bone on one side of breast. Repeat on other side of breastbone.
Ground turkey or chicken can be used by itself in place
of beef, or mixed with ground beef or lamb to replace in any
recipe calling for ground red meat. It makes an excellent
chili or spaghetti sauce; add a bit of tamari soy sauce to
boost the flavour if desired, and add eggs to hold it together
if necessary for burgers, meat balls, or meatloaf.
If you must buy poultry from a supermarket, avoid “butterballs”
as they are injected with cheap oil. (Rohe) Buy grade A birds
as any others are less fully fleshed and/or may have parts
missing. Older birds are identified as, “mature,”
“stewing,” or “old,” and are useful
for soups and stews.
Leave all of those turkey-ham, turkey, or chicken hot dogs,
and lunch meats on the shelf if you want healthy nutrient-dense
food, as they have many fillers, additives, and the regular
dose of nitrates and nitrites.
Roasting whole chickens or turkeys is a simple elegant meal.
Place skinned onions or garlic in the cavity in place of stuffing,
as stuffing tends to dry the meat. Or stuff with a mixture
of chopped onions, celery, and herbs. If I want a stuffing,
I usually use a wild rice, onion, and herb mixture.
Some resources say to place roaster in a 450º F oven
for a few minutes and then reduce heat to 350º F. I prefer
to cook my birds in a slow oven (300º F) for a longer
time, with some rosemary and a bit of vegetable broth, and
then remove the cover to brown at the end of cooking if necessary.
I always cook them breast down to keep the breast moist. Chickens
are well done when the legs twist out of the sockets easily,
or use a meat thermometer. An eight pound unstuffed farm chicken
usually takes about 3 hours.
Freeze all leftover broth from simmering carcasses or parts.
Use to cook any grain. Freeze leftover veggies, any extra
chicken or turkey, and make what I call Scrappy
Soup: veggies, broth, chicken, garlic, onions, herbs,
celtic salt, and a few sea veggies. Add leftover grain or
whole grain noodles if desired.
CHICKEN WITH BROWN RICE
1 medium stewing hen
1 cup brown rice
2 small onions
3 cloves garlic
1 large ripe tomato (optional)
3 tbsp butter
1 tbsp minced parsley
one tsp basil
celtic sea salt and sea veggies to taste
Place clean cut-up chicken in large pot with chopped onions
and garlic. Simmer with enough pure water to cover until tender
(usually 3 to 4 hours). Or use a crock pot. Amount of stock
needed at end of cooking should be about 3 cups. Melt butter
in sauce pan, add washed brown rice, brown and transfer to
chicken pot along with rest of ingredients. Continue cooking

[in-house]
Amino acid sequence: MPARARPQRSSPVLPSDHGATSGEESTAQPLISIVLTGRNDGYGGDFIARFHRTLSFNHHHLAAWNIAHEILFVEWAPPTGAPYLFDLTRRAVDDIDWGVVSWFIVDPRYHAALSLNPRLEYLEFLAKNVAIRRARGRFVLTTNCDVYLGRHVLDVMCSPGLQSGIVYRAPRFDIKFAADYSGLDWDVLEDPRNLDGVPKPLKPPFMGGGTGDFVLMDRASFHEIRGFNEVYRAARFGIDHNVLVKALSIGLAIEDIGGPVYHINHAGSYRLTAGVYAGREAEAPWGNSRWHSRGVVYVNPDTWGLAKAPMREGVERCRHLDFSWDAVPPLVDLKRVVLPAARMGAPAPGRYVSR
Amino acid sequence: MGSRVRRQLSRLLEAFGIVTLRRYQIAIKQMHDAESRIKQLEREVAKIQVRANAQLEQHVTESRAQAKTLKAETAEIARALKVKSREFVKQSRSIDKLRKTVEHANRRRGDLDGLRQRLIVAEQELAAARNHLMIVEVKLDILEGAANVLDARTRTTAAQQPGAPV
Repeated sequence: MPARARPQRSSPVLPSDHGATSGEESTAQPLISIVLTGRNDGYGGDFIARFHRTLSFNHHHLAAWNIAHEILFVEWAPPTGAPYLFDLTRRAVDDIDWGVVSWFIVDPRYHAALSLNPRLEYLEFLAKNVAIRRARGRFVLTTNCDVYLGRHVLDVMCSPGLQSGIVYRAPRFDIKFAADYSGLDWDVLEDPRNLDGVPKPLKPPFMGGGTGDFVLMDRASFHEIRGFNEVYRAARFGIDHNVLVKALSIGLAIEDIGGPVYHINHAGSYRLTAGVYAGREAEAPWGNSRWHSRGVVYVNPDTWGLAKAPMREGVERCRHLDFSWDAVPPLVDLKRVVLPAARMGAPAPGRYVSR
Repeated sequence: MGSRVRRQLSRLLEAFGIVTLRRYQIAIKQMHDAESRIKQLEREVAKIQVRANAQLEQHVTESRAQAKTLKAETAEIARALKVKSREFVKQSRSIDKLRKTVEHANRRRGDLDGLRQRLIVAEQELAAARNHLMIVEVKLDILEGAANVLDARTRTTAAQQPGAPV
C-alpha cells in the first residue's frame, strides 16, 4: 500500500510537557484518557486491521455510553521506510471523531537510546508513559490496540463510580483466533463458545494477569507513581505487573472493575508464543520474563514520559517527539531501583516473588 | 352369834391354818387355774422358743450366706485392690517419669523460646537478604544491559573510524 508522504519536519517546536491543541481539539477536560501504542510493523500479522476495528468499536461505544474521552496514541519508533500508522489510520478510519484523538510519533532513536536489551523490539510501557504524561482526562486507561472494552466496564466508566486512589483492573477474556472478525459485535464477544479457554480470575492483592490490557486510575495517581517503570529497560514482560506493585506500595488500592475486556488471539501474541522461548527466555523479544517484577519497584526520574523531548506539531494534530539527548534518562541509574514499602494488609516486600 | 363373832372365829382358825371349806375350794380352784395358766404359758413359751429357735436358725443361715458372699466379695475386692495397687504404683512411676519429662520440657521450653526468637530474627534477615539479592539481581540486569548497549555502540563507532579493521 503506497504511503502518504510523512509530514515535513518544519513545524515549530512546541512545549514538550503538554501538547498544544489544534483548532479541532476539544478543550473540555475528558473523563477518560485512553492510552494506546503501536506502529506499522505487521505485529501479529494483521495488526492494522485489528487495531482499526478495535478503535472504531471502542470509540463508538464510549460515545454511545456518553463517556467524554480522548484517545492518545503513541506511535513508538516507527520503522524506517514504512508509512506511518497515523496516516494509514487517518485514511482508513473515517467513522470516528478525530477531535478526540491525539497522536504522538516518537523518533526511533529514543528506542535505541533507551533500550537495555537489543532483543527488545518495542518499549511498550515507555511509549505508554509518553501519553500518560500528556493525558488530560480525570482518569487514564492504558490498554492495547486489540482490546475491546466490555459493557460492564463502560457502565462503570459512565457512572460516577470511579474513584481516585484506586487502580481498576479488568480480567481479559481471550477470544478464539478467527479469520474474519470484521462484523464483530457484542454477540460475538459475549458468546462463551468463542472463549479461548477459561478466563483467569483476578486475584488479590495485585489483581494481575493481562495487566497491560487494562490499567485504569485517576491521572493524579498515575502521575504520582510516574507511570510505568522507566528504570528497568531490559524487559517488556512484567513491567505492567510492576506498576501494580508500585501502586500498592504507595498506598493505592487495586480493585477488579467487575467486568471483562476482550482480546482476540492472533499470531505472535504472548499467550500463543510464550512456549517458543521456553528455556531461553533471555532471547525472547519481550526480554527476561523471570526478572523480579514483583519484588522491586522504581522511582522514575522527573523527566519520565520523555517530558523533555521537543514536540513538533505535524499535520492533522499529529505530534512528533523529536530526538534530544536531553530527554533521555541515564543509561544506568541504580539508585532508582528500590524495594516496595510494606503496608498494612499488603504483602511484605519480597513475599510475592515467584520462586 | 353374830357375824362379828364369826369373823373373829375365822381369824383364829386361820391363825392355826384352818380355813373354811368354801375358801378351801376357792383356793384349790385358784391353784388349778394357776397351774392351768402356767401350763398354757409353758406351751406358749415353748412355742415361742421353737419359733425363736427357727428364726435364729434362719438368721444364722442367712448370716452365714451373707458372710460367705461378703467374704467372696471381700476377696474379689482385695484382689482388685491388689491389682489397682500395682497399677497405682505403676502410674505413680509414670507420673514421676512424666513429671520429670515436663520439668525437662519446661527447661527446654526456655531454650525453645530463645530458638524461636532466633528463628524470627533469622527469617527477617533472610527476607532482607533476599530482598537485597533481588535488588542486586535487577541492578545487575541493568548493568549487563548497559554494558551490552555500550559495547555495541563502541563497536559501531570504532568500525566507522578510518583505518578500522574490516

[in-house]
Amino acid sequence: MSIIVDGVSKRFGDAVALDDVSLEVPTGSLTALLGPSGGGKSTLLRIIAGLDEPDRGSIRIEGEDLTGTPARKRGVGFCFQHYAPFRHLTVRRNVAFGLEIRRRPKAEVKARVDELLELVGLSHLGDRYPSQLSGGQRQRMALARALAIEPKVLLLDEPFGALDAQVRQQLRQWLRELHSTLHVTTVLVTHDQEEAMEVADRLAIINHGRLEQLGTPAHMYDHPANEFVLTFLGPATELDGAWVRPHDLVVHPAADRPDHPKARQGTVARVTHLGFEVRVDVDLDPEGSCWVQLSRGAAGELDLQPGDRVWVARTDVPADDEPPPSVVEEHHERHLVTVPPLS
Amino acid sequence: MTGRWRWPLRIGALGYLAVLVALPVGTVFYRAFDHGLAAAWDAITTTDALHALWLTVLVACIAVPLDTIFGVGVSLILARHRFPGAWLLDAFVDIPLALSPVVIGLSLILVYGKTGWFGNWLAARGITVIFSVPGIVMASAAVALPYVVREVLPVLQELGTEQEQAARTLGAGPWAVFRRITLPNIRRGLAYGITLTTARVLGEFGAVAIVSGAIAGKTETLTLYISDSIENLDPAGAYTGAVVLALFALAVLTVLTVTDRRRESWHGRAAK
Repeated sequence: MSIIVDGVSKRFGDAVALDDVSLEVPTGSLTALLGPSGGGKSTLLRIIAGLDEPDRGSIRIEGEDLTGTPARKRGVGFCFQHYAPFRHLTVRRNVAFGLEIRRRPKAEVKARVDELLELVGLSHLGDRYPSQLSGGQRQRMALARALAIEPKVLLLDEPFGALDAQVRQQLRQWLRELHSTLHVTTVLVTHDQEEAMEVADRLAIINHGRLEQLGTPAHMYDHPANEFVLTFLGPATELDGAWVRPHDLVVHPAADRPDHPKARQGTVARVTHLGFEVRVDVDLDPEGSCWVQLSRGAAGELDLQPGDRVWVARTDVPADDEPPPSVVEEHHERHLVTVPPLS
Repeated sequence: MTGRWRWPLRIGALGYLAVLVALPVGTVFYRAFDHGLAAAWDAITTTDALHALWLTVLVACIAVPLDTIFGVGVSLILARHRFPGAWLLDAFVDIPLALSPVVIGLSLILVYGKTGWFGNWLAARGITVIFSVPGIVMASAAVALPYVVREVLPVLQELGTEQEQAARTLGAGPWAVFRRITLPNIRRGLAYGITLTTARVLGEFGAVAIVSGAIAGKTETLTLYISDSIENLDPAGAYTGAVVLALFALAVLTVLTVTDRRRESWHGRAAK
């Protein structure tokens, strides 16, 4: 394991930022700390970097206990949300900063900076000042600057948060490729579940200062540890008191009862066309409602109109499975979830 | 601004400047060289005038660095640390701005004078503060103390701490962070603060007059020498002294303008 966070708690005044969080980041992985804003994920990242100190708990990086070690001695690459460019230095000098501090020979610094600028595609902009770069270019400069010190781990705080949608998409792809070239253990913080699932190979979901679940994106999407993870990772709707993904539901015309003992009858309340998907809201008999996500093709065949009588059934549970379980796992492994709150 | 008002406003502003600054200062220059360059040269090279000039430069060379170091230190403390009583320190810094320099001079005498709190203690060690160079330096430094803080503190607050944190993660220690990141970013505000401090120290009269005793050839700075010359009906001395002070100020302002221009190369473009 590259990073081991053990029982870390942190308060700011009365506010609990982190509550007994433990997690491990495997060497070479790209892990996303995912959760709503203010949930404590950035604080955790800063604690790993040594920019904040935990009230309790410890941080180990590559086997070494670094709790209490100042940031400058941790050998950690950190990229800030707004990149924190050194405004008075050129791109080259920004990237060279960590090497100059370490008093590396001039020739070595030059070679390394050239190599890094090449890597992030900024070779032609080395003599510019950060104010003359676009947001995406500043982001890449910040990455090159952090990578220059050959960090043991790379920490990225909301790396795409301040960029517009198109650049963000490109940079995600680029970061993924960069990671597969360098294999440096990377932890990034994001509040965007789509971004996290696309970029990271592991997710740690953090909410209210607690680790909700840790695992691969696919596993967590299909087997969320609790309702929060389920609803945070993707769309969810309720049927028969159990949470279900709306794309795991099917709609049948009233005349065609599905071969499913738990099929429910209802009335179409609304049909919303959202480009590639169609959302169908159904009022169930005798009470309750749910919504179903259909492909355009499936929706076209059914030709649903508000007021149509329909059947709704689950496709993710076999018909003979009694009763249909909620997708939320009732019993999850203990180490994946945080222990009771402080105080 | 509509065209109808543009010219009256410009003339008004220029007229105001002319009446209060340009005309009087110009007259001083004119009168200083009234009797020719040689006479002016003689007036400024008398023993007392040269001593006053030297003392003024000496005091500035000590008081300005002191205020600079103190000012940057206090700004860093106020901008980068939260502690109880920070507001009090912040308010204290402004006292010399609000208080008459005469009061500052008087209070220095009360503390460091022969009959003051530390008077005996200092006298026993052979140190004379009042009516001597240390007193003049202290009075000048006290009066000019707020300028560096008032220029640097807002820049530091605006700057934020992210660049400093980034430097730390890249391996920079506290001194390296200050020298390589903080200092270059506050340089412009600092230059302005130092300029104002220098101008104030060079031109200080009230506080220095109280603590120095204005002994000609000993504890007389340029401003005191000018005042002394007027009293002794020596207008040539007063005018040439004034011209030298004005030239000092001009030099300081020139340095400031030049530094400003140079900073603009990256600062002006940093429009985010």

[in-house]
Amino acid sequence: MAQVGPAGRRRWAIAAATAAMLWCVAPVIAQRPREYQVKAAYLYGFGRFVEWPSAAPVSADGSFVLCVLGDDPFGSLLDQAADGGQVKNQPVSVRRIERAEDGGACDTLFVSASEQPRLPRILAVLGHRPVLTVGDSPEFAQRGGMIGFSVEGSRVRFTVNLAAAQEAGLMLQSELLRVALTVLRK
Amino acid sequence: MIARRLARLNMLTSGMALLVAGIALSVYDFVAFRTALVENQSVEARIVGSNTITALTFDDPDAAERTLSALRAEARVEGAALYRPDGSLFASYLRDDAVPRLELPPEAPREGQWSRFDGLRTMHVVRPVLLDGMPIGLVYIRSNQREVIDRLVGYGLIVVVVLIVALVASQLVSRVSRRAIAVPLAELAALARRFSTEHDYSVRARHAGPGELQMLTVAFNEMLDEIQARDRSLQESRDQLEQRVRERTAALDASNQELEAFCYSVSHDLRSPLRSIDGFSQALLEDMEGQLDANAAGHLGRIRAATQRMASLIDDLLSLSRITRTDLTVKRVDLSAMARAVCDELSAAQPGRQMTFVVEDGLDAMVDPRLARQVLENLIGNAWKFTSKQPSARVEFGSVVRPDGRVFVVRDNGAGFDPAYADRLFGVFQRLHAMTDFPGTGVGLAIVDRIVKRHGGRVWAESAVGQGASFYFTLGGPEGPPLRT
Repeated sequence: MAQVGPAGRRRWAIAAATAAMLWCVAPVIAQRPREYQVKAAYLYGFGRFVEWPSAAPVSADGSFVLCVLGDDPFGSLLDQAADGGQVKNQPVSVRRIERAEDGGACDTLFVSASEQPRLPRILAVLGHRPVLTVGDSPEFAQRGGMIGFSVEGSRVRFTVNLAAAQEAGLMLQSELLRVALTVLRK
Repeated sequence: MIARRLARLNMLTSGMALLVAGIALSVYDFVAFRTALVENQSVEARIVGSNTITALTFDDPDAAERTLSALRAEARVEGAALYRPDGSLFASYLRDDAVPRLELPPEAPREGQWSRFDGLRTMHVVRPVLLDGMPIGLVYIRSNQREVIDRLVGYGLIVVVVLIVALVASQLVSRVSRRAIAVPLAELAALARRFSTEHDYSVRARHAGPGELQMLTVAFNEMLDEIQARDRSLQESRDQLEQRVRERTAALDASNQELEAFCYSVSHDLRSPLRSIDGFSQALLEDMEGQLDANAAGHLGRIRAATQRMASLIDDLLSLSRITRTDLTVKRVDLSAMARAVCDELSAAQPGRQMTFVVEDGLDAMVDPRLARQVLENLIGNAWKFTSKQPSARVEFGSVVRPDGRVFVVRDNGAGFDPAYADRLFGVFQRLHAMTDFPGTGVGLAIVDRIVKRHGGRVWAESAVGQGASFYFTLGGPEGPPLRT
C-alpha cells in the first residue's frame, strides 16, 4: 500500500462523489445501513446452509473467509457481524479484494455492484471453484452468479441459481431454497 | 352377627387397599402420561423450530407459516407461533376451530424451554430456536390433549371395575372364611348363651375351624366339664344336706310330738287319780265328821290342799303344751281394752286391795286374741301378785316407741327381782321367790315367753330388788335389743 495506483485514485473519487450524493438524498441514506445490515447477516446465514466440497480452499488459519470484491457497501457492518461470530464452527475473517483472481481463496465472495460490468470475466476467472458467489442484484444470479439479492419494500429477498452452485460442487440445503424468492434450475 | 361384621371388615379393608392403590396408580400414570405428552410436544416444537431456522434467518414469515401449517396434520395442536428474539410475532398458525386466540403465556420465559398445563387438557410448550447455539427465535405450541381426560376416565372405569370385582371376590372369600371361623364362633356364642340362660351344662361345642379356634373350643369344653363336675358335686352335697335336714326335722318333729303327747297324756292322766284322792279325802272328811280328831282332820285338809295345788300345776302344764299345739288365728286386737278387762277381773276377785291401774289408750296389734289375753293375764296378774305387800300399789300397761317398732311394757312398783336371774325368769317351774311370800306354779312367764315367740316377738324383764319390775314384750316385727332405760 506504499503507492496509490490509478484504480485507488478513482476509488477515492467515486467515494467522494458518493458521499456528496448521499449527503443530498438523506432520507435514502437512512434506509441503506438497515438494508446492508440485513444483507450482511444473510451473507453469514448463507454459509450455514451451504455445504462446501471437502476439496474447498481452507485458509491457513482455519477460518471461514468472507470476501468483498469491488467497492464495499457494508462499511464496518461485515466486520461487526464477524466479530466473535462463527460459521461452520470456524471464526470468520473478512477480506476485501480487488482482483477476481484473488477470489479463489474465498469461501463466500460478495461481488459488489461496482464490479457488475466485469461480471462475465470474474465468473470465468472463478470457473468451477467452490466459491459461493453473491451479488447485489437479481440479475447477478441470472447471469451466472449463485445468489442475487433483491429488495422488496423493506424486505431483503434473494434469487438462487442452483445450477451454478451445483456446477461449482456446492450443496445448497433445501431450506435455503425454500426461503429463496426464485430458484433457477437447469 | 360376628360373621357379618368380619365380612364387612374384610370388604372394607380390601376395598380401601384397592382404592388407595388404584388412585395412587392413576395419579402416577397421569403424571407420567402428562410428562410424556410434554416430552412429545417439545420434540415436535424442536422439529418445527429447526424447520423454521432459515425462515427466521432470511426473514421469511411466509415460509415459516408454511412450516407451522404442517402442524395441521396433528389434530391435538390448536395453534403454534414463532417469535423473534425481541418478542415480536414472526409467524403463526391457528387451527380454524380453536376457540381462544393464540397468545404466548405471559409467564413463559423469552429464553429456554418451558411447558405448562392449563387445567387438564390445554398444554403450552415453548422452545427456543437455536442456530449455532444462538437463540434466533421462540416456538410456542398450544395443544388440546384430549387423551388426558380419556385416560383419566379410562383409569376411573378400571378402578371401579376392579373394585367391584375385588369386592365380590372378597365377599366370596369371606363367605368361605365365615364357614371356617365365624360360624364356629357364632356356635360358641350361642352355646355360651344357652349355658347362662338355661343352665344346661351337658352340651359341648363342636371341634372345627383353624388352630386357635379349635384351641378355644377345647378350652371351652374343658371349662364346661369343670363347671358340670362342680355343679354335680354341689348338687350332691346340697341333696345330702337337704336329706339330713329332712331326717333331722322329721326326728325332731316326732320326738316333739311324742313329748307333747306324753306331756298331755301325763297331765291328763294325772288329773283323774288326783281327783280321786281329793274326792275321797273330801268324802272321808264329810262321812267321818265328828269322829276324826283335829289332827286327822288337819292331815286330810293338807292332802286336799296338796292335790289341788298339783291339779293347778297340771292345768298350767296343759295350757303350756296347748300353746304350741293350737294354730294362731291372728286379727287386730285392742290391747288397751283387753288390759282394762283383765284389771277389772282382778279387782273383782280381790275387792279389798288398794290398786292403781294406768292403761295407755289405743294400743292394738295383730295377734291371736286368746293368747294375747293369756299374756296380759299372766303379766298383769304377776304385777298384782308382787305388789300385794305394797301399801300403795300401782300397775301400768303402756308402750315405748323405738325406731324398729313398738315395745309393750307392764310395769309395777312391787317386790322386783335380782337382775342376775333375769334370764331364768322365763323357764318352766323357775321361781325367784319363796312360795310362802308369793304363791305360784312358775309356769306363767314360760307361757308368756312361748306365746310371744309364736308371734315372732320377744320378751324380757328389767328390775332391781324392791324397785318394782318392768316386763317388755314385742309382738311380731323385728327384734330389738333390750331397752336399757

until rice is tender.
ROSEMARY CHICKEN OR TURKEY*
One of my favourite quick meals!
1 tbsp olive oil
4 boneless chicken breasts or
celtic salt to taste
1 tsp crumbled rosemary leaves
1/2 cup chicken broth
2 tbsp yogurt or soy milk
1 tbsp dijon mustard
1 tbsp lemon juice
Heat oil in large skillet over medium high heat. Add chicken
to the pan and cook for about 4 minutes. Turn and cook 4 minutes
more, adding rosemary during the last minute of cooking. Whisk
chicken broth, mustard, yogurt, and lemon juice together.
Remove chicken to a plate and keep warm. Drain fat from pan,
add broth mixture and boil until thickened to a sauce-like
consistency. (You could use arrowroot or another thickener
if necessary.) Return chicken to pan, coat in sauce and serve.
HONEY CURRIED CHICKEN*
My favourite chicken dish!
Combine the following to create the sauce:
1 tbsp melted honey
3/4 cup dijon mustard
1/4 cup melted butter
1/4 cup chicken broth
1 tbsp curry powder or to taste
Place cleaned, skinned, cut-up chicken in baking dish and
cover with sauce. Cover and bake at 300º F until nearly
cooked, uncover and bake until done. Serve with long grain
SIMPLE SESAME CHICKEN***
Simple and delicious!
8 chicken pieces or breast
2 tbsp tamari soy sauce
3–4 cloves garlic, crushed and peeled
1/4 cup sesame seeds
Preheat oven to 375º F. Place chicken pieces in baking
dish; sprinkle with soy sauce, rub with crushed garlic, and
sprinkle with sesame seeds on top. Bake 50 minutes or until
done. Serves 4–8.
CHICKEN SALAD IN ASPIC**
5 slices of tomato, 1/2 inch thick
1 tbsp unflavoured gelatin
1/4 cup cold water
1-1/2 cups seasoned chicken stock
2-1/2 tbsp mayonnaise
1-3/4 tbsp chopped green pepper
1/3 cup slivered blanched almonds
1-3/4 tbsp diced celery
1-1/4 cups chopped cooked chicken
Marinate tomatoes in lemon juice. Chill. Soften gelatin
in cold water for 5 minutes. Heat chicken stock to boiling.
Add gelatin and stir until dissolved. Cool. When syrupy in
consistency, add remaining ingredients and place in individual
molds. Chill until firm. Unmould each portion on a slice of
tomato and serve with lettuce and mayonnaise.
*taken from Nutrition, Cooking
and Healing, Paulette Millis, RNC.
**taken from Gourmet Health
Recipes, Paul and Patricia Bragg.
***taken from Cook Right for
your Blood Type, Dr. Peter D’Adamo.
References: Alive Magazine,
#172, #173, #228; Nutregram
2001: Organic Chicken is Best; The
Complete Book of Natural Foods, Fred Rohe; Food
and Healing, Anne Marie Colbin; Anti-Aging
Bible, Earl Mindell; Foods
that Heal, Bernard Jensen; Cook
Right for Your Blood Type, Peter D’Adamo.
The above information regarding nutritious food is not intended
to replace any instruction from medical or health professionals.
Paulette Millis lives and
works in Saskatoon as a nutritional consultant. Her cookbook,
Nutrition, Cooking, and Healing,
is available in health food stores or by calling (306) 244-8890.
For more information about organics in Saskatchewan check